Article
2 minute read 26 October 2021

Humanizing performance management

Some research and insights have a short shelf life, while others continue to gain color and context. In each issue of Deloitte Insights Magazine, we look back on research we published and ideas we pitched, and evaluate whether they’ve stood the test of time.

2 minute read 26 October 2021
Timothy Murphy

Timothy Murphy

United States

Some research and insights have a short shelf life, while others continue to gain color and context. In each issue of Deloitte Insights Magazine, we look back on research we published and ideas we pitched, and evaluate whether they’ve stood the test of time.

What we said then

“Nonverbal information often trumps verbal content. In one experiment, subjects were asked to rate video recordings of participants reading various passages.… Subjects who were asked to assess the feelings of the participants assigned up to 13 times more importance to the nonverbal over the verbal content.”1

—“Avoiding the feedback monsters: Using behavioral insights to develop a strong feedback culture,” Deloitte Insights, April 2017.

What we say now

Put simply, we often communicate more meaning to our team members in how we deliver the message rather than just what we say. Words matter, but the tone and other nonverbal cues speak volumes.

Consider that fact within the context of our heavily remote—or hybrid—work environment today, in which emails, IMs, and conference calls are our primary modes of communication. The research we shared four years ago was conducted over video, but even video calls now are fraught with complexity when it comes to nonverbal communication. (The fatigue is real.)2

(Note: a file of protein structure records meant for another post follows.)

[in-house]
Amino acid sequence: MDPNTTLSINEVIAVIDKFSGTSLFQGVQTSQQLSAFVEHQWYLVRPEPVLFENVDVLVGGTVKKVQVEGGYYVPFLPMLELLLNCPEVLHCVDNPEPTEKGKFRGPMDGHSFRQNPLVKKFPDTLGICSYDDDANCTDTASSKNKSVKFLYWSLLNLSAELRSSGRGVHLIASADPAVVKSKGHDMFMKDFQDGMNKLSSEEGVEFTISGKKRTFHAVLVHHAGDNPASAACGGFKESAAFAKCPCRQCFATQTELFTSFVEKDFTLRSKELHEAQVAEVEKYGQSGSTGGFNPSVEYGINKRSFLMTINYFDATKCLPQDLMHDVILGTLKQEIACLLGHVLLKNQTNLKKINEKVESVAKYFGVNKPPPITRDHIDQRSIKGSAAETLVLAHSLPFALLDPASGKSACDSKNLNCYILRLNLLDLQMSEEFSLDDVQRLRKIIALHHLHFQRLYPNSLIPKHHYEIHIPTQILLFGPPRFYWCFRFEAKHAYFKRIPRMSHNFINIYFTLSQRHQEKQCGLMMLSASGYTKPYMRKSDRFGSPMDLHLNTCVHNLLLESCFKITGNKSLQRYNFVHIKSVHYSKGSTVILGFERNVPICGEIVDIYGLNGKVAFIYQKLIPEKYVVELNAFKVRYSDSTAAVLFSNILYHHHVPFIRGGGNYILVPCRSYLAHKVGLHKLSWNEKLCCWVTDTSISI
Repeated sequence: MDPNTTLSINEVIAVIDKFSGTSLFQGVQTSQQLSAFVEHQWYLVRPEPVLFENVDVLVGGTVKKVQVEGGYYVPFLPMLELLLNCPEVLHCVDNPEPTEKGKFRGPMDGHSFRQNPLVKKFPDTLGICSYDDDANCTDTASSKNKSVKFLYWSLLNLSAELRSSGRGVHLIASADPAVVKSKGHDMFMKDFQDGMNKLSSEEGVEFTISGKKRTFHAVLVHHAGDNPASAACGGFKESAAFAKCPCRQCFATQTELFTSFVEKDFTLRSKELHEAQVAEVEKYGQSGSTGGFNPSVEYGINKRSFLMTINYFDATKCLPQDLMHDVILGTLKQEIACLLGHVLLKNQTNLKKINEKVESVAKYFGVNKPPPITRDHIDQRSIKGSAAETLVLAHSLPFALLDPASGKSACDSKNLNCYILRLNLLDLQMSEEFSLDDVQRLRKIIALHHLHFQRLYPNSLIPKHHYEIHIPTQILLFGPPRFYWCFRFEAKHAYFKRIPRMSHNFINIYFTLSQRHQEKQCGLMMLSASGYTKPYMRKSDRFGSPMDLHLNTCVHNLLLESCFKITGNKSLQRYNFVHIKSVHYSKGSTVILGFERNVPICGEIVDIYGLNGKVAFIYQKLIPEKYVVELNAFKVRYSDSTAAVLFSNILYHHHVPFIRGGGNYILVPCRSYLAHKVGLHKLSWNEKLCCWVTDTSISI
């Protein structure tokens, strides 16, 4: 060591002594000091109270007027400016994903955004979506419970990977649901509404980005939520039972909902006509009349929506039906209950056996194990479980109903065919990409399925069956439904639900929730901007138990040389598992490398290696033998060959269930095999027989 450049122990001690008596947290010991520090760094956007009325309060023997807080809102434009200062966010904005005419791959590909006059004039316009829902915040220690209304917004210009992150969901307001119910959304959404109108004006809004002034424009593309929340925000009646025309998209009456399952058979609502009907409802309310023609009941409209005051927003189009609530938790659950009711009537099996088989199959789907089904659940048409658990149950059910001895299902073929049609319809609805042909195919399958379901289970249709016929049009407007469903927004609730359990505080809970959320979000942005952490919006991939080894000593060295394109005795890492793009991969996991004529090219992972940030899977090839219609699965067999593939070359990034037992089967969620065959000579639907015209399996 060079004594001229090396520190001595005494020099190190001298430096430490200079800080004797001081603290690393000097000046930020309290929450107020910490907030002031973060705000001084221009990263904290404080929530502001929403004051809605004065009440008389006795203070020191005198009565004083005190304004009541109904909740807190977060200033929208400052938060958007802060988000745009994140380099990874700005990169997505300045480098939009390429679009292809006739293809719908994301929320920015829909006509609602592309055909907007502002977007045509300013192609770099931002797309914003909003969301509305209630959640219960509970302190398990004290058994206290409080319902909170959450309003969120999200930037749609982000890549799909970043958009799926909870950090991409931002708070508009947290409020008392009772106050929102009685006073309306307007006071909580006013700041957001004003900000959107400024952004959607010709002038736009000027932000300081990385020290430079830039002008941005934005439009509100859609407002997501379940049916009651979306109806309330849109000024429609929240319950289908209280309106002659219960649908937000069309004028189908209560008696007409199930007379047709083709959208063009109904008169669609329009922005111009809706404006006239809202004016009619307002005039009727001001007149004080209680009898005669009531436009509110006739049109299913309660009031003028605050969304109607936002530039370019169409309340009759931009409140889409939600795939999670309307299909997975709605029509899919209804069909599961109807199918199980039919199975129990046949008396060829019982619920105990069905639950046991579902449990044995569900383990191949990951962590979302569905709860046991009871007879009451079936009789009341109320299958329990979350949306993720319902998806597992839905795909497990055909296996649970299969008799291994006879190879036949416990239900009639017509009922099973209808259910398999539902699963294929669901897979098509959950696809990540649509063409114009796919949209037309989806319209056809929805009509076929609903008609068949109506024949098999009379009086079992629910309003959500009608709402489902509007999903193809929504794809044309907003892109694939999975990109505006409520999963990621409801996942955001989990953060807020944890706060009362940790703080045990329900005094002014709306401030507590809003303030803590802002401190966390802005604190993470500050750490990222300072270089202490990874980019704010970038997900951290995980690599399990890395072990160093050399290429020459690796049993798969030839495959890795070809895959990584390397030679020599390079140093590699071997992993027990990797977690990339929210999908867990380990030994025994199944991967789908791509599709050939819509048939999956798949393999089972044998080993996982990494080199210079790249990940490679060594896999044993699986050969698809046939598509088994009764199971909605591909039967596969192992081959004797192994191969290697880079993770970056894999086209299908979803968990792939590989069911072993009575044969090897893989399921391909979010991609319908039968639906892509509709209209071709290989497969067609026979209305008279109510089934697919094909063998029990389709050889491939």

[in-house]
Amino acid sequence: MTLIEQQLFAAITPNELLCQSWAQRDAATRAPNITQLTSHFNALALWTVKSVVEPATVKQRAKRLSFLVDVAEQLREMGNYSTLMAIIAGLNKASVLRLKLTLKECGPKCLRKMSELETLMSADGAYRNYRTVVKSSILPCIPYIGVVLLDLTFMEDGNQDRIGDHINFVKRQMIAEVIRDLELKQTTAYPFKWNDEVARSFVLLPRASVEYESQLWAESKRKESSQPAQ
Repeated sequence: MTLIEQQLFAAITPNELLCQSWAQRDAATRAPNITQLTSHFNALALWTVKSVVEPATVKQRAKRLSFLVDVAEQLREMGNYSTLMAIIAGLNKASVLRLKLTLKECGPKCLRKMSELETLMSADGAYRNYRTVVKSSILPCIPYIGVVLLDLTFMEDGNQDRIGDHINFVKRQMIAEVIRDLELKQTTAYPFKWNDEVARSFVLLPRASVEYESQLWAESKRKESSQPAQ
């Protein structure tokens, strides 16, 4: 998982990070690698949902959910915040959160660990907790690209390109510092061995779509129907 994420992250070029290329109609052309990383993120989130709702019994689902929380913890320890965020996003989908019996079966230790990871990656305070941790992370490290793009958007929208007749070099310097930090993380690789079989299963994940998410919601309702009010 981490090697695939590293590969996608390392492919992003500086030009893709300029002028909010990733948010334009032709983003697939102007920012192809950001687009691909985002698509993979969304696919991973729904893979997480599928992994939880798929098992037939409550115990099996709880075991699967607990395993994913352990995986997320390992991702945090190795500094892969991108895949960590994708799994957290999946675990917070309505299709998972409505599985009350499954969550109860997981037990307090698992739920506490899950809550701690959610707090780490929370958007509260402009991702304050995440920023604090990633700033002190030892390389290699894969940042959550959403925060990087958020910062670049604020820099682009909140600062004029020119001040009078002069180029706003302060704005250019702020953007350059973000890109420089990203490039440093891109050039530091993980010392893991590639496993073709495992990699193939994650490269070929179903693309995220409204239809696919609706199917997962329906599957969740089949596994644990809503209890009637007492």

So how do team leaders host meaningful performance management conversations in a world in which face-to-face interactions can be few and far between, and video calls often involve staring at a shy, fatigued, or tuned-out team member’s headshot?

Make videoconferencing the exception rather than the rule. Using video less frequently can help your team members avoid video conferencing fatigue, and can help you increase the impact and meaning of those video-based touch points when you use them, tapping into your entire arsenal of communication—that is, both verbal and nonverbal cues. And if you’re in a hybrid work model, reserve those relatively rare in-person moments for one-on-one feedback sessions and check-ins with your team, rather than just spending that time in the office for business as usual.

 

  1. Michael Argyle, Florisse Alkema, and Robin Gilmour, “The communication of friendly and hostile attitudes by verbal and non-verbal signals,” European Journal of Social Psychology 1, no. 3 (1971): pp. 385–402. This finding has been repeated in multiple behavioral studies such as Patricia Noller, “Video primacy—A further look,” Journal of Nonverbal Behavior 9, no. 1 (1985): pp. 28–47. View in Article
  2. Jeremy N. Bailenson, “Nonverbal overload: A theoretical argument for the causes of Zoom fatigue ,” Technology, Mind, and Behavior 2, no. 1 (2021).View in Article

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Timothy Murphy

Timothy Murphy

Director of Research and Insights

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